An economic exploration of obesity, quality of life and consumer preferences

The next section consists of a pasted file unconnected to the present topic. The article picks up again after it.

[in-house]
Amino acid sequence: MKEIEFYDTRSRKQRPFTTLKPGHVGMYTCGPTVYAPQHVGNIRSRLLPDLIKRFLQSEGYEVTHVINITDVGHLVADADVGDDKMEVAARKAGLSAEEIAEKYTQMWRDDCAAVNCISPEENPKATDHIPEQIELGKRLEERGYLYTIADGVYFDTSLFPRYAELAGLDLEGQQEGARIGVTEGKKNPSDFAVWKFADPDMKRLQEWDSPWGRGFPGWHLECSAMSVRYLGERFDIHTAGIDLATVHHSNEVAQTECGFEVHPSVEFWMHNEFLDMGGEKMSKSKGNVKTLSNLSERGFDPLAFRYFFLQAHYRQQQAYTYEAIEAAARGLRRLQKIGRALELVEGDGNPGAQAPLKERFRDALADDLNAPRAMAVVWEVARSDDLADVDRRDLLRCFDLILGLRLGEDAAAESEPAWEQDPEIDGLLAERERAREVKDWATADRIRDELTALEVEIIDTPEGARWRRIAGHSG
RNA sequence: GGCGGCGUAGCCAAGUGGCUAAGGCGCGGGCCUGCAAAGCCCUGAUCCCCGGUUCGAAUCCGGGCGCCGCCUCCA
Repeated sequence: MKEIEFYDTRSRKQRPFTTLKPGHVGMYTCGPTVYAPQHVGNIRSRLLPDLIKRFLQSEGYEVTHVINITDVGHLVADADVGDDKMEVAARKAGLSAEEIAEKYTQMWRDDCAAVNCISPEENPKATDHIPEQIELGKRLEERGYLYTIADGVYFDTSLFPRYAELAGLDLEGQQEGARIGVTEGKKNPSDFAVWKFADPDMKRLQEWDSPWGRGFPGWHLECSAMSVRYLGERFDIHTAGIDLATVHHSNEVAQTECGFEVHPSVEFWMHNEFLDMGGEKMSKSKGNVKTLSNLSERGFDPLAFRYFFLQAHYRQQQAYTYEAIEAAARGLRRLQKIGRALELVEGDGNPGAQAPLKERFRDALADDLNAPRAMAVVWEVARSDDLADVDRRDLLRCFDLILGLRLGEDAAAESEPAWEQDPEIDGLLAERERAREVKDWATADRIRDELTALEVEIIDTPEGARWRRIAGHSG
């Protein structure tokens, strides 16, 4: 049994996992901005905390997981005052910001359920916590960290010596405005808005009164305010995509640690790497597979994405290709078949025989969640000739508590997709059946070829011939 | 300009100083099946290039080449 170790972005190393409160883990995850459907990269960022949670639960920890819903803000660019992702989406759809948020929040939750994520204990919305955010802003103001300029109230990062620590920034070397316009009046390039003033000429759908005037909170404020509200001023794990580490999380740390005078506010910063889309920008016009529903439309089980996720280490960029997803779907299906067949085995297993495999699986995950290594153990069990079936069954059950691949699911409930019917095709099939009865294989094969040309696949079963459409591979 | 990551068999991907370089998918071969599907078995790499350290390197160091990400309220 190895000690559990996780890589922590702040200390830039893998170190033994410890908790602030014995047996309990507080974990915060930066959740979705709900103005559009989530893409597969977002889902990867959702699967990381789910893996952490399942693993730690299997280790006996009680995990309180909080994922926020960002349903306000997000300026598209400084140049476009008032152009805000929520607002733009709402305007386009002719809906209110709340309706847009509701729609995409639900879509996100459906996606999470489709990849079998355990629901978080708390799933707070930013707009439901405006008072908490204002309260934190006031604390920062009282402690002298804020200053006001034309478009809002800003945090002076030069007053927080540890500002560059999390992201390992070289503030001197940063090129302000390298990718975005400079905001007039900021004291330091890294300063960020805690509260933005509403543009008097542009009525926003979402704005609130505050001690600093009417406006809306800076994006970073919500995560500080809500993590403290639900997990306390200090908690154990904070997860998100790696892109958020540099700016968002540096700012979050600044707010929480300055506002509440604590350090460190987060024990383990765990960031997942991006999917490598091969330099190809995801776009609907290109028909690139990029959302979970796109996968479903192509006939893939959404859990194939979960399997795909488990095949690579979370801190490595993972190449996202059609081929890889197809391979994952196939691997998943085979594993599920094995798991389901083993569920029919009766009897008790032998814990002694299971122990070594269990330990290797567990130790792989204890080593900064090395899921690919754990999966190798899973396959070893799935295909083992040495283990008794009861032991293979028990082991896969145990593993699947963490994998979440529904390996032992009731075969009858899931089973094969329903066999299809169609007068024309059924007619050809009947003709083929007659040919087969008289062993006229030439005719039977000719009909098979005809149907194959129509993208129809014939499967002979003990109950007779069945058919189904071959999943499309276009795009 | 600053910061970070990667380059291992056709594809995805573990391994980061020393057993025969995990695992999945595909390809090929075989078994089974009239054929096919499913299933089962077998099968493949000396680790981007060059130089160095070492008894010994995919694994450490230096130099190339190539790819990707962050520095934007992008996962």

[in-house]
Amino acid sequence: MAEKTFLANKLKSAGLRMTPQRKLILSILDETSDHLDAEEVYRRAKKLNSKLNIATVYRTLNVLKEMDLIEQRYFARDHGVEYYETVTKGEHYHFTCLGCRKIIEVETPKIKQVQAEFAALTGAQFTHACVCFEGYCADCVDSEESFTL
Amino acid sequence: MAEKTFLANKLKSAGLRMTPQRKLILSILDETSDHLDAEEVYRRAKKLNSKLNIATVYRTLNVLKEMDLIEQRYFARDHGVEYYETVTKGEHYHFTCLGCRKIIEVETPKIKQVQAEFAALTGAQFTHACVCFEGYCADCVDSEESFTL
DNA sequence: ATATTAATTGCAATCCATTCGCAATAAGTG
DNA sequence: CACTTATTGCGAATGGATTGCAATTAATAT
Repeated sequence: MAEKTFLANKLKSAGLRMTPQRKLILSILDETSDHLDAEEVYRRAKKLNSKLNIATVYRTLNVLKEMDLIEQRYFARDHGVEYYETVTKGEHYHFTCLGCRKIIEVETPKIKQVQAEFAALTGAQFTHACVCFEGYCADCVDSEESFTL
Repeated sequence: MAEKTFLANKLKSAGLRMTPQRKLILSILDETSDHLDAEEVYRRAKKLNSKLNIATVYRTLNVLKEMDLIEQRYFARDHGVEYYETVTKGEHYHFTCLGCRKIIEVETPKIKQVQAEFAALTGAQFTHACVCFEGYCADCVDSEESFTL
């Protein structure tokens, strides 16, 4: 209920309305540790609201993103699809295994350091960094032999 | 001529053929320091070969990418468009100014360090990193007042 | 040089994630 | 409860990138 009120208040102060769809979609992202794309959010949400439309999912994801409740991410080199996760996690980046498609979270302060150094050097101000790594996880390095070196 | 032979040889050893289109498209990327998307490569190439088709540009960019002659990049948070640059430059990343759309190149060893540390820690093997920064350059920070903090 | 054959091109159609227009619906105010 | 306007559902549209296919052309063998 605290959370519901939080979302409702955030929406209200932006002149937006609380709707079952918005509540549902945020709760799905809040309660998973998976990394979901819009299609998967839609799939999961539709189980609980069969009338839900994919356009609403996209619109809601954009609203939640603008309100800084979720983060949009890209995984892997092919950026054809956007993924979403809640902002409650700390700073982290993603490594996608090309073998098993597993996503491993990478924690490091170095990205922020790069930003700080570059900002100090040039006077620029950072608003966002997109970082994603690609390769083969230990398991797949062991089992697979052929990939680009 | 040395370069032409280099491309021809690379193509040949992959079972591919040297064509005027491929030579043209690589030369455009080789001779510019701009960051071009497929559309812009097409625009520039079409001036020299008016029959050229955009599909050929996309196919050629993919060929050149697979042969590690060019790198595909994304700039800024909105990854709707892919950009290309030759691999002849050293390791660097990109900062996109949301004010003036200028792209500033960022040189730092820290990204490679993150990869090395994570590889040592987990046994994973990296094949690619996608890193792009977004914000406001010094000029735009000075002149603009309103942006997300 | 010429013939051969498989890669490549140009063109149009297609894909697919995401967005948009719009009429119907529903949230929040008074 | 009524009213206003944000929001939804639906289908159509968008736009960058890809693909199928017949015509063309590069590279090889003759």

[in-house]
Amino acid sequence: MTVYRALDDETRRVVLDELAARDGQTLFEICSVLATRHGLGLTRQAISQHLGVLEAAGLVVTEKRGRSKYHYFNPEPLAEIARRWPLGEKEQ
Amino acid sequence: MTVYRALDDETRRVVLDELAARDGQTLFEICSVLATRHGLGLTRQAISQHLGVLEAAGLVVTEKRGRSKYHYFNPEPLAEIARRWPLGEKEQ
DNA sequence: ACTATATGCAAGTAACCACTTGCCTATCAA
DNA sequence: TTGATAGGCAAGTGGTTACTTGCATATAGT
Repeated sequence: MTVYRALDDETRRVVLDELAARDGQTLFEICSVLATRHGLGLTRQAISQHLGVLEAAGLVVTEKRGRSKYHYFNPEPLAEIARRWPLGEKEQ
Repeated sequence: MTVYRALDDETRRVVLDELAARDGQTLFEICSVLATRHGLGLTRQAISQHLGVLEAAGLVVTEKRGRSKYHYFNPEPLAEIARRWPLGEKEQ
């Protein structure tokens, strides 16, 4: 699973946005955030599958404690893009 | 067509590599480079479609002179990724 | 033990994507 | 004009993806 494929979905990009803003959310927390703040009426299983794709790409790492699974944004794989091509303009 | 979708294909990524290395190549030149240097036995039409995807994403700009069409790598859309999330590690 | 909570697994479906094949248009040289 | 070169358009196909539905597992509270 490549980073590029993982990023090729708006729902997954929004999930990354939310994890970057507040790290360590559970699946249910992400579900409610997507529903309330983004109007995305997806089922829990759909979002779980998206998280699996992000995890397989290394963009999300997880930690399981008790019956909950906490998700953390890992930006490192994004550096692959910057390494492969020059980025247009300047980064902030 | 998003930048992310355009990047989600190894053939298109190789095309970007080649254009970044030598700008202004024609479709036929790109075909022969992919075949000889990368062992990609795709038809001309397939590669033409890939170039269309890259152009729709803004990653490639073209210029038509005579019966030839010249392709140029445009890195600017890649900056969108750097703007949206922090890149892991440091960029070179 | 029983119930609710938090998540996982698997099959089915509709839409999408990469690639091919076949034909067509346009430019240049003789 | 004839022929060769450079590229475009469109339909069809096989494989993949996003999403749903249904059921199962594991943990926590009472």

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This thesis explores aspects of obesity using economic methods. Specifically, the research provides insight into the issues of conducting economic evaluations of obesity interventions, the relationship between quality of life (QoL) and weight change, and consumer preferences for weight loss programs and future health benefits. The thesis comprises five studies. The first reviews current economic evaluations of interventions to reduce obesity. This study demonstrates that claims of cost-effectiveness are often overstated, with inadequate documentation and questionable modelling. In particular, the modelling approaches inherently assume that individuals gain QoL when weight is lost, even though this has not been demonstrated. The next two studies examine the relationship between obesity and QoL using a national panel data set of 19,914 individuals – the Household Income and Labour Dynamics Australia (HILDA) survey. The cross-sectional analysis supports previous research findings that obese individuals have a lower QoL relative to normal weight individuals. However, the longitudinal analysis demonstrates that reductions in body weight do not correspond to short-term improvements in QoL. Instrumental variable analysis suggests that the impacts on QoL may be mediated through poorer mental health that persists after weight loss. In the fourth study, a discrete choice experiment was developed to elicit preferences between two hypothetical weight-loss programs. An online panel was used to recruit over 1,800 respondents, representative of the Australian population. Respondents preferred lower-cost individually-tailored exercise programs. Surprisingly, programs that led to an improvement in QoL were highly significant, relative to weight-loss alone. This result reinforces the need for a greater focus on QoL outcomes. Preferences were generally similar across weight groups. The final study explores the idea that obese individuals may have different rates of time preference. A multiple staircase approach was used across four different scenarios; the results did not support the theory that obese individuals are more present-focused. However, the results did suggest that obese individuals may discount health and money differently. Overall, the social and economic burden of obesity is a major public health concern and developing interventions and assessing their outcomes is important in addressing the current obesity epidemic. The results from this thesis demonstrate that there is an important association between obesity and QoL. However, the trade-offs for individuals who are overweight or obese are complex and multifaceted.
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